Of troubleseekers, troublemakers and transparency

One of the most misused – and terribly abused – words that one hears from those representing the alarmist front of the “climate change” (aka “global warming”) debate is “transparent” (and/or variants thereof). Google defines “transparent” thusly:

Compare and contrast actual definition with its misuse & abuse

Compare and contrast actual definition with its misuse & abuse

To my mind, few organizations can match the many branches (and considerably less than “transparently” associated arms, fingers and fingerlings) of the non UN Chartered United Nations Environment Program (UNEP). Consider, for example, the UNEP’s “partner in parenthood”, the World Meteorogical Organization (WMO) and their “child”, the decreasingly relevant Intergovernmental Panel on Climate Change (IPCC).

And let us not forget perhaps one of the least transparent of ’em all, the United Nations Framework Convention on Climate Change (UNFCCC) and its current head honcho, Christiana <tinkerbell> Figueres.

I’m not sure what mode of transportation Figueres might have used, but she did put in an appearance at the Apr. 14 gathering of the great and the good Provincial premiers at a one-day so-called “climate summit” in Quebec City. I suppose one is not supposed to ask the obvious question: Why could they not have convened via virtual connection (i.e. video conference) if they are oh-so-concerned about our <gasp> deadly and oh-so-dreaded “carbon footprint”.

For those who might be interested, evidently the outcome of this gathering – in which the premiers predictably agreed to pass the blame-buck to the Feds – is probably best summarized, as the article above mentioned:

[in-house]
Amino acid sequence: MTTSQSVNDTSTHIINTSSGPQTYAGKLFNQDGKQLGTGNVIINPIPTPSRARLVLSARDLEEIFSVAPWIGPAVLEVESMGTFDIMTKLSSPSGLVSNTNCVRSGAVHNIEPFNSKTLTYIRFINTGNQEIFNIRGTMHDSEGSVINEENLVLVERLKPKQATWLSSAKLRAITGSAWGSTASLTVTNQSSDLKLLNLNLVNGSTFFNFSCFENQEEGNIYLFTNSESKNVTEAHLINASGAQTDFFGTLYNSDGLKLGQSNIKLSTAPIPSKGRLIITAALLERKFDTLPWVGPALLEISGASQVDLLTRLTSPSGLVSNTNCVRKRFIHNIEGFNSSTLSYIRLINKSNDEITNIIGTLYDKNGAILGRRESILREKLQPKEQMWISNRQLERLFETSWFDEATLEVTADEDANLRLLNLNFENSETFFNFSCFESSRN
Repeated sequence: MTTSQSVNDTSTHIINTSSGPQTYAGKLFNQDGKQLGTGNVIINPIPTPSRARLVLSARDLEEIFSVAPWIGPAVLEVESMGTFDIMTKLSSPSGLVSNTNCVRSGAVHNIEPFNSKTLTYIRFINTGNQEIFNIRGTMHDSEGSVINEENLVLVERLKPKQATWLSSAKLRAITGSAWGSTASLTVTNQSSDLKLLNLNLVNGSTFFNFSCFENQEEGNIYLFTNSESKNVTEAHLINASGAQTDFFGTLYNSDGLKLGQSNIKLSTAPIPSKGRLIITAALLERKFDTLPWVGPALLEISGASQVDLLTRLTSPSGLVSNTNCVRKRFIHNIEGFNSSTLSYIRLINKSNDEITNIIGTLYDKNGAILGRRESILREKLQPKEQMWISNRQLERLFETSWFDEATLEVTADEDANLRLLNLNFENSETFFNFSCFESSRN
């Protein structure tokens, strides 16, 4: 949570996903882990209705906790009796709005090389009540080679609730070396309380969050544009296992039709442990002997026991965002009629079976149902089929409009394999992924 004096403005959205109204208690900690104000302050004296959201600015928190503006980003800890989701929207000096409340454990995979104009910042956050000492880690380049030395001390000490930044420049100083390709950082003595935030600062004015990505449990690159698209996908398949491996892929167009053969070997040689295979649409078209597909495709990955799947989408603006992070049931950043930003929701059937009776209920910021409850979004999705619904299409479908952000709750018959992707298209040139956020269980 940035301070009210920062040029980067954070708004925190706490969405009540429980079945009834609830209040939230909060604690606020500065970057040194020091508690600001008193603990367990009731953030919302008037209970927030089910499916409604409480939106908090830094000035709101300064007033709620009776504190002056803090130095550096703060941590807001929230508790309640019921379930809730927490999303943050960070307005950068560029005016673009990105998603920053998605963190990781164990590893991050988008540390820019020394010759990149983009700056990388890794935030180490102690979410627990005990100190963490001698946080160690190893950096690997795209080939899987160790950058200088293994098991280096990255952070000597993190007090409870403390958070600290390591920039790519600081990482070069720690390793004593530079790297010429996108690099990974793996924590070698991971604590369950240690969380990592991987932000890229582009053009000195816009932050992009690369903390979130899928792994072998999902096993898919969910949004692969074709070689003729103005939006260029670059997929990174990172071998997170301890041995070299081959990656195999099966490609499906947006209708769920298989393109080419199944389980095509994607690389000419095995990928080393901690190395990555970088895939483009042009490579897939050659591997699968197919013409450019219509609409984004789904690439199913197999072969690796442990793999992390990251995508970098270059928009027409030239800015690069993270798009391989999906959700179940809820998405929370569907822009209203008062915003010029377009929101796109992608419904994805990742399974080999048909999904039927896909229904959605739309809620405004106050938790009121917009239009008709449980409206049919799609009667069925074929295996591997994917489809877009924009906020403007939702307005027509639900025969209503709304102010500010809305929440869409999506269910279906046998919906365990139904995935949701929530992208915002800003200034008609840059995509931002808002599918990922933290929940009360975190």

The premiers did not agree to any specific goals in their joint declaration — only to “adopt” and “promote” ways to reduce greenhouse gas emissions and “advance” new technologies.

The final declaration also represented how divided the provinces are on the issue of how to fight climate change.

A draft document included a reference to the ministers agreeing to “put a price on carbon or adopt other structuring initiatives” to help reduce greenhouse gasses.

The final declaration only stated that premiers agreed to “make a transition to a lower-carbon economy through appropriate initiatives.”

Tuesday’s meeting ended with renewed calls for the federal government to show greater initiative in addressing the issue.

Excuse me?! “adopt other structuring initiatives“? Whatthehellis this supposed to mean, eh?! As for “putting a price on carbon” … well, we know how well this has worked out to date, even if these great and good provincial Premiers, apparently, do not!

Nonetheless, I suppose this is pretty mild stuff compared to developments down-under (where, in a recent election, voters had rejected the economy-killing “carbon tax” of now-former Prime Minister, Julia Gillard).